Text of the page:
Good prospects for skilled British workers in a post-Brexit EU

Good prospects for skilled British workers in a post-Brexit EU

April 11, 2017

The UK is in the process of leaving the European Union just as the EU is working to considerably increase inflows of highly skilled workers from outside the bloc.

This would provide opportunities for British nationals to work in the EU even without any special agreement following the Brexit negotiations.

That is the finding of a Migration Watch UK paper (MW406 - Arrangements for skilled Britons seeking to work in the European Union after Brexit) being released today.

Around 18,000 Britons travel to Europe for work each year. After Brexit, they may be required to obtain a highly skilled work permit known as a Blue Card.

The EU Blue Card scheme is currently far from complete, with nearly 90% issued in Germany alone. A variety of work permit arrangements for the highly skilled still operate across member states.

Reforms are planned that are intended to achieve a considerable increase in the number of Blue Cards issued. Salary thresholds would vary by country and by job.

In the five member states where the most EU-based British nationals live and which implement the Blue Card (Spain, France, Germany, Netherlands and Belgium), the prospective salary threshold range would be between £17,000 a year and £46,400 a year (based on 2014 Eurostat figures). The UK’s current minimum salary threshold for experienced highly skilled non-EU workers is £30,000.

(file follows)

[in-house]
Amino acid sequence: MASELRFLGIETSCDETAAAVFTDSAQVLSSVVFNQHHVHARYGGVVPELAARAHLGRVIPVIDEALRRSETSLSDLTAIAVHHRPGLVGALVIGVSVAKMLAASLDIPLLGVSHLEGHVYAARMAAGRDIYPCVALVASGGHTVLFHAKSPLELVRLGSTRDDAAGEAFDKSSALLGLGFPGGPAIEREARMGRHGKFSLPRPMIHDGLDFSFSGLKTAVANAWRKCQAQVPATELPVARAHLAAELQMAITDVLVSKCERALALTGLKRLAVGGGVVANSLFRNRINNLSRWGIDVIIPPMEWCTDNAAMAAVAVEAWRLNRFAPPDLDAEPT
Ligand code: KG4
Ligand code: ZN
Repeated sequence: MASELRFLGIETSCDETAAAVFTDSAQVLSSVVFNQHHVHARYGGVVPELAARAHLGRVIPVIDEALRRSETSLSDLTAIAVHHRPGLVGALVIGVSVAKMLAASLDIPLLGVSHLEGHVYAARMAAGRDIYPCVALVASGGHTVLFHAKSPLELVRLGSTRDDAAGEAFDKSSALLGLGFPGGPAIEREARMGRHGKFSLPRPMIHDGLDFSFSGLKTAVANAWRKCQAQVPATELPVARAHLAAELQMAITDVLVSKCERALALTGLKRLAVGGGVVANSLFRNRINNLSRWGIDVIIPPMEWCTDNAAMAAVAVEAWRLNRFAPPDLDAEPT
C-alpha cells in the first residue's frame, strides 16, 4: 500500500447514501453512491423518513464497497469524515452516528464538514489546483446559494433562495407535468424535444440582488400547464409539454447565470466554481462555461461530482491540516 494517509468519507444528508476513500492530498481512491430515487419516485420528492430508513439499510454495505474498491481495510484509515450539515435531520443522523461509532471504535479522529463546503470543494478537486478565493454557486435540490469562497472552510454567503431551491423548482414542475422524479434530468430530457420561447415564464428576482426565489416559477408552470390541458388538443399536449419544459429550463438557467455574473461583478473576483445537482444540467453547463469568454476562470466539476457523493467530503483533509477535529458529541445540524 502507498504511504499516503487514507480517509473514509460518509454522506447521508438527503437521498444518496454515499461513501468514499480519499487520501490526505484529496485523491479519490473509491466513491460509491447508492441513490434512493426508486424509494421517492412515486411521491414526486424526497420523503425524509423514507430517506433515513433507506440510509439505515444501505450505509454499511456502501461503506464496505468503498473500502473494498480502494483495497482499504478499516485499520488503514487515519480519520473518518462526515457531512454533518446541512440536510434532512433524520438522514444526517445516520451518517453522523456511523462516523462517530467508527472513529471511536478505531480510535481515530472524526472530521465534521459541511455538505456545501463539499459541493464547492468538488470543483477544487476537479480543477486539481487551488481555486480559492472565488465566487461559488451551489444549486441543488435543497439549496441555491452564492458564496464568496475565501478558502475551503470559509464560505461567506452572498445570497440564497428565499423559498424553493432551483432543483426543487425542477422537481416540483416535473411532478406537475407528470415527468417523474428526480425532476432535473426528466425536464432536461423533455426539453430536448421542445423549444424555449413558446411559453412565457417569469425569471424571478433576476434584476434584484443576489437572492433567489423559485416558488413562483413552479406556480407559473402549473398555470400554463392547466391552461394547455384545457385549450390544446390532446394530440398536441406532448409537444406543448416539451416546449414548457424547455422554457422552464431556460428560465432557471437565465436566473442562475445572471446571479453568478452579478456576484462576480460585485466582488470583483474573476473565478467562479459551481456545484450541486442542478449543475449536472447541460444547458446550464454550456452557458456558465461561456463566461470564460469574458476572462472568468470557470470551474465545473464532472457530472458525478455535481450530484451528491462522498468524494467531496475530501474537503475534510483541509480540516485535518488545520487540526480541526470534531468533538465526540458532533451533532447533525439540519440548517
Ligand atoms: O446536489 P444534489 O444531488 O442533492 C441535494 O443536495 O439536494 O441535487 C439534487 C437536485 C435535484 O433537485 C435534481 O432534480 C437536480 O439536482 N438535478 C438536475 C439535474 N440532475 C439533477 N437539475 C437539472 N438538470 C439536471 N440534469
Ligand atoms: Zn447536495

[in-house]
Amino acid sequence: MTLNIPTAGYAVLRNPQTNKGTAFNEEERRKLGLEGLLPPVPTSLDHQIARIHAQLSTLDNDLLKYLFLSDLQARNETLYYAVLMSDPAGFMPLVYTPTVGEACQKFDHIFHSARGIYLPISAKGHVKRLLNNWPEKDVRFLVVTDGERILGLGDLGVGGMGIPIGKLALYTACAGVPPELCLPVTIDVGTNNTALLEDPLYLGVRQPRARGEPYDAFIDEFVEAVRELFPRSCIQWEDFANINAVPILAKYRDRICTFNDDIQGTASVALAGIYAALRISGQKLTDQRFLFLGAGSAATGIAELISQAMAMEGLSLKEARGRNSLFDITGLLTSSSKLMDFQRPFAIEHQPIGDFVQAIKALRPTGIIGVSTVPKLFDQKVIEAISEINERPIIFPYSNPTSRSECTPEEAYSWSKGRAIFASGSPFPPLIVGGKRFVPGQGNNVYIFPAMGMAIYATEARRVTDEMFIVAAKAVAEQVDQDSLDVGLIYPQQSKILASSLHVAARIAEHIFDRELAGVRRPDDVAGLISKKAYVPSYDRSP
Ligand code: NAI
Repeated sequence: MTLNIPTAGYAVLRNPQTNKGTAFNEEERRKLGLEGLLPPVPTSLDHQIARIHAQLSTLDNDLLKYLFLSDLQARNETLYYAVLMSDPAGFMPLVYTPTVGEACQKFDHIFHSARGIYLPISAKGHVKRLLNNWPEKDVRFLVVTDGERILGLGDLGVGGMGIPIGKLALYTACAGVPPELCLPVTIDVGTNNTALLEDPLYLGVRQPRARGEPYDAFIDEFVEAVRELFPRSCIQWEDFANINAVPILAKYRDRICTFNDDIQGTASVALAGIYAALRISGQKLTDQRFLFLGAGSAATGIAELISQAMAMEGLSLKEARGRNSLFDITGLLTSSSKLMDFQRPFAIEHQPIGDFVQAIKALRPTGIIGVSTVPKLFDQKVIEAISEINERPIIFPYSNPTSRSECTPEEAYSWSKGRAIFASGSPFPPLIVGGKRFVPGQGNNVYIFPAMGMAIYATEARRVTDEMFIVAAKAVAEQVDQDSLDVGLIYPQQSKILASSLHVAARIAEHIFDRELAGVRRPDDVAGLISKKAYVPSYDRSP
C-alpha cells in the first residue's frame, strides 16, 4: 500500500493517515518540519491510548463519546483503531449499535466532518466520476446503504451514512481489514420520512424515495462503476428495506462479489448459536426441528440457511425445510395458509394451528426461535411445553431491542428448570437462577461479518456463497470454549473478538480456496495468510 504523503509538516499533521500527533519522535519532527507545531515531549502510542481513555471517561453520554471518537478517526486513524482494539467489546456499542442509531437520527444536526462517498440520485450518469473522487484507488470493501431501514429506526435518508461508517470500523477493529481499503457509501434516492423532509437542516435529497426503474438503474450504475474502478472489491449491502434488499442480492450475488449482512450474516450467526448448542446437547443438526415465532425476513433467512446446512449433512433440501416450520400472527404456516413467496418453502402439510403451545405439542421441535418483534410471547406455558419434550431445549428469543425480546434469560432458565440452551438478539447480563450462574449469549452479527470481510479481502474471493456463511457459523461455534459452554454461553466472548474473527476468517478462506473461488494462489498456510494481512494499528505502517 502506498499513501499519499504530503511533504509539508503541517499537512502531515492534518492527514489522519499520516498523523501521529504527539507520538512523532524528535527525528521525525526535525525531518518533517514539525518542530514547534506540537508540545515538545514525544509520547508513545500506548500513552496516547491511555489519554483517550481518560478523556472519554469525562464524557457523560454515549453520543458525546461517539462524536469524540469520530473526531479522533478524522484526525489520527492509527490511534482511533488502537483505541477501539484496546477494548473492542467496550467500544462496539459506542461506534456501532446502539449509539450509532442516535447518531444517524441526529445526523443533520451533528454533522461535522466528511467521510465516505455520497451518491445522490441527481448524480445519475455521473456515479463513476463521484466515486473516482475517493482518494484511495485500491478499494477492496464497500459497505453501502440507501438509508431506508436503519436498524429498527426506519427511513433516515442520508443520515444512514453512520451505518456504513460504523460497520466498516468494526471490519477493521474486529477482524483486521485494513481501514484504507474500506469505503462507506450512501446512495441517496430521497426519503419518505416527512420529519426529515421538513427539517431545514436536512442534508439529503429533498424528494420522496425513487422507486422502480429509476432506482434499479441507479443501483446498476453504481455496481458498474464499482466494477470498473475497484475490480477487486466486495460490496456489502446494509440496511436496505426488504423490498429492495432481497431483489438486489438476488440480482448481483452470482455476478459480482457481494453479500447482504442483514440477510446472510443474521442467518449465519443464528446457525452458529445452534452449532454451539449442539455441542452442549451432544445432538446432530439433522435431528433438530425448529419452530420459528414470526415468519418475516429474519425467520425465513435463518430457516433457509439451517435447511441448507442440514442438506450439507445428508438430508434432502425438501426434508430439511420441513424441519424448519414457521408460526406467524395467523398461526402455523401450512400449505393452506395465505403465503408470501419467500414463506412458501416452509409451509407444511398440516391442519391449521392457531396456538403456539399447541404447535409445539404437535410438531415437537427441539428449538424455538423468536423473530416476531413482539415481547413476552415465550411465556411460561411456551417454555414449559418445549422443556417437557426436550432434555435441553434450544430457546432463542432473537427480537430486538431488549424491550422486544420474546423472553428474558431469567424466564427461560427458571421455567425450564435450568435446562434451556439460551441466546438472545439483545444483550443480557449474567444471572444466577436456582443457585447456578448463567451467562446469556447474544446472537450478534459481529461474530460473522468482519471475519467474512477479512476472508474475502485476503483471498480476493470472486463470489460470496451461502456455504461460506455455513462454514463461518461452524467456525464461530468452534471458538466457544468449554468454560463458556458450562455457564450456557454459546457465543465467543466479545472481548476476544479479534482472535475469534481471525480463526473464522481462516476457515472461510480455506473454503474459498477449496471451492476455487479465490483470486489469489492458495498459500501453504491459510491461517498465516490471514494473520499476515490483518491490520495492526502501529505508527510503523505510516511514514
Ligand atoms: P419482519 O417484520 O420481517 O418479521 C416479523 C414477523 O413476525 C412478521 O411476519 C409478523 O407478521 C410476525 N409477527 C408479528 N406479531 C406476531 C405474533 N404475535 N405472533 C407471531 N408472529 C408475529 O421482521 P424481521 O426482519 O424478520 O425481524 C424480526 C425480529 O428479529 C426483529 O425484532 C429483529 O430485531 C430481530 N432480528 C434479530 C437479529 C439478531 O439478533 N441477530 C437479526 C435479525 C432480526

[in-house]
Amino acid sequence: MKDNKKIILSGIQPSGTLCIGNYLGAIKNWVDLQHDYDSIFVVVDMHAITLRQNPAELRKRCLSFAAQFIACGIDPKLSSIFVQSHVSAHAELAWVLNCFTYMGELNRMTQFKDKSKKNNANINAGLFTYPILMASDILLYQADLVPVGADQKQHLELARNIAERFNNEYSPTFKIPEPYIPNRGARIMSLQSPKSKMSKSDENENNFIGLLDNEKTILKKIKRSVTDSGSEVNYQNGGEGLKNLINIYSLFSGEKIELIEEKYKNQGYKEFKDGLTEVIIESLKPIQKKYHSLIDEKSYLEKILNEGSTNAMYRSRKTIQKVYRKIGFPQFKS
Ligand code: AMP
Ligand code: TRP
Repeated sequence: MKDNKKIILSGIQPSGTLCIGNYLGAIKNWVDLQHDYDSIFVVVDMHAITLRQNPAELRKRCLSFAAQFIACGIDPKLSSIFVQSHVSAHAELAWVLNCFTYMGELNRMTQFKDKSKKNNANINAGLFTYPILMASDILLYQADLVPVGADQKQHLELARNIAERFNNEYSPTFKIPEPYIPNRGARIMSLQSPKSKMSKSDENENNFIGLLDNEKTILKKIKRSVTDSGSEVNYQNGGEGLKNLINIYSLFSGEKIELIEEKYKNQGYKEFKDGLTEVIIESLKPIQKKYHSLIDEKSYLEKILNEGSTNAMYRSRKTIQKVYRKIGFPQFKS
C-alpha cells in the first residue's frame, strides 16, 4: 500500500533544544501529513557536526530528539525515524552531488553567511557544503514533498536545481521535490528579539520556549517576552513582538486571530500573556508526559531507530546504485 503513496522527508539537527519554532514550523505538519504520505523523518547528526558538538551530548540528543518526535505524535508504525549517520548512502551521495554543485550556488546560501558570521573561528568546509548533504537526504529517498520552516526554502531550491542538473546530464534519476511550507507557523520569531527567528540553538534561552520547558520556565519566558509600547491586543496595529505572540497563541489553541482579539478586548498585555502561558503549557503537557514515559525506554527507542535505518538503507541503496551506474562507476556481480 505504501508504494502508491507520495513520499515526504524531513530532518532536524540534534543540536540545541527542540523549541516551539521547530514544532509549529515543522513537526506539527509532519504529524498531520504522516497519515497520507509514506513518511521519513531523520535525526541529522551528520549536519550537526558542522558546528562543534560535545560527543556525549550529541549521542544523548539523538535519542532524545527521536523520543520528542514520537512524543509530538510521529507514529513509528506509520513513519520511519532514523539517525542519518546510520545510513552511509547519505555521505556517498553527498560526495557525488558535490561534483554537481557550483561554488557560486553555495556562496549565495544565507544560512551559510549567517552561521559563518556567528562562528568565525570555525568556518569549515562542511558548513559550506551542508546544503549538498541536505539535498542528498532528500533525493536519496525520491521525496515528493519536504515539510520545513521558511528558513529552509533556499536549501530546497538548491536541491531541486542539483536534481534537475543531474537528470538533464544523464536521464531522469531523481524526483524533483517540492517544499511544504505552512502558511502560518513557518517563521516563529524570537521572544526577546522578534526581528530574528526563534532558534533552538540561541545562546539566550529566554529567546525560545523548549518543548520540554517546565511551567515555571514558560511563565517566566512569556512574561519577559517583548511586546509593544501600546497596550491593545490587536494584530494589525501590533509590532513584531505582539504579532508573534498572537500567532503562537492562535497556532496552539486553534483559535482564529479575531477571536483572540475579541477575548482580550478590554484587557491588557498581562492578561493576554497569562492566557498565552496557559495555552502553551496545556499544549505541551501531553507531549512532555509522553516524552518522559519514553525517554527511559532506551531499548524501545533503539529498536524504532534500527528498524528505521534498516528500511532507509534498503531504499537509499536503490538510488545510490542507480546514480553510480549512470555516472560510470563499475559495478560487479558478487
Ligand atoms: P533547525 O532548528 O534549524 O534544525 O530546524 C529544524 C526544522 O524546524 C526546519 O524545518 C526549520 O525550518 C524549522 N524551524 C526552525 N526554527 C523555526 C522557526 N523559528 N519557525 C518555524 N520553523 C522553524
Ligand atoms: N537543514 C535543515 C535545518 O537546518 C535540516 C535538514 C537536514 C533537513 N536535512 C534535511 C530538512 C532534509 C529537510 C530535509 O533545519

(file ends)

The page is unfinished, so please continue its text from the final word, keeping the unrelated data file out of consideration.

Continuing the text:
The proposed changes to the Blue Card would also mean:

  • Simpler, more uniform arrangements across member states as national work permit schemes for the highly skilled are abolished.
  • The job need only be for six months (rather than a year as is currently the case).
  • The holder would be able to relocate to another member state after a year (rather than after 18 months as is currently the case).
  • It would be easier for those already in the EU to apply for Blue Cards.

Currently, eight member states apply annual quotas on non-EU migration. Under the proposed reforms, this would continue.

The EU estimates that the reforms, if implemented, could lead to an extra 32,000-138,000 Blue Cards being issued each year, with the largest increases in France, Italy, the Netherlands and Sweden.

Commenting, Alanna Thomas, Executive Director of Migration Watch UK, said:

British citizens hoping to work in the EU post-Brexit need not be concerned about getting a work permit. The EU is in the process of expanding their scheme and easing the conditions.

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